Fifty-Fifty, betting your life on a roulette table
“When you board a rubber dinghy, you have a 50-50 chance of dying. Better to be on the frontline, where you can move and have a say in your destiny, than staying stuck on a rickety rubber boat in the middle of the sea” Nick a MOAS swimmer rescuer told me on the fo'c's'le of MOAS Responder.
Among all the stories I have heard and situations faced in a week on board, this phrase is what struck me the most, because I immediately imagined thousands of people like chips on a huge roulette table. Black, you live; Red, you die. And the image is getting stronger everyday, no space for excuses or reason; from complexity all is brought back to its quiddity: Life or Death. For this reason, I have chosen black and white to tell this story, trying to reduce the complexity of political speech and thought around migration to its substance.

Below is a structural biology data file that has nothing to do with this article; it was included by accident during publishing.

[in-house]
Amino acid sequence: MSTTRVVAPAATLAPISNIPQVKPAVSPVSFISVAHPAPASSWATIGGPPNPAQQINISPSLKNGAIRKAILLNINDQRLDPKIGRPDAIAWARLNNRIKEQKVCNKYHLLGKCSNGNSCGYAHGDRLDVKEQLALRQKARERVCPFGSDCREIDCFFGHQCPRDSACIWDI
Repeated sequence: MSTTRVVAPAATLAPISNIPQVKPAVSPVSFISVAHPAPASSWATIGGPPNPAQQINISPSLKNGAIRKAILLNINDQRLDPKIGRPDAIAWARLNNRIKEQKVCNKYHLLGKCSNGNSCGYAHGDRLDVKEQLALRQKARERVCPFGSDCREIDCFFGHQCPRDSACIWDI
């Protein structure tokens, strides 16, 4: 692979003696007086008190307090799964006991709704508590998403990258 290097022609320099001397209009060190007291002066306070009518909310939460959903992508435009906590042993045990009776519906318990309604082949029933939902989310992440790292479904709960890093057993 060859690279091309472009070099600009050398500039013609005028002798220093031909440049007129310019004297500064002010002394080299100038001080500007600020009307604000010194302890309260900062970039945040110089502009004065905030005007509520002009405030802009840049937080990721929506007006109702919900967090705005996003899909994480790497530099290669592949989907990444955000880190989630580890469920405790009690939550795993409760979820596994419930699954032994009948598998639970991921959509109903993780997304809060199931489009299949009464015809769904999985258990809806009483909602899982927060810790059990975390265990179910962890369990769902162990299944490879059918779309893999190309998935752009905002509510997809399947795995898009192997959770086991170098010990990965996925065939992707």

We have to accept this is only the beginning and start finding a solution. A shared one. In the present context, the hard work of rescuers is a momentary and partial answer, if Europe doesn’t change the approach.
However, there are men, women and children putting their lives on a roulette table. Black or Red. Life or Death.
It has not been a free choice, but a choice for freedom. In the middle of the sea, where our sight fumbles without borders mixing sky and water, identity becomes capable of flowing, easily changing shape, so we have just two options: save them or let them die.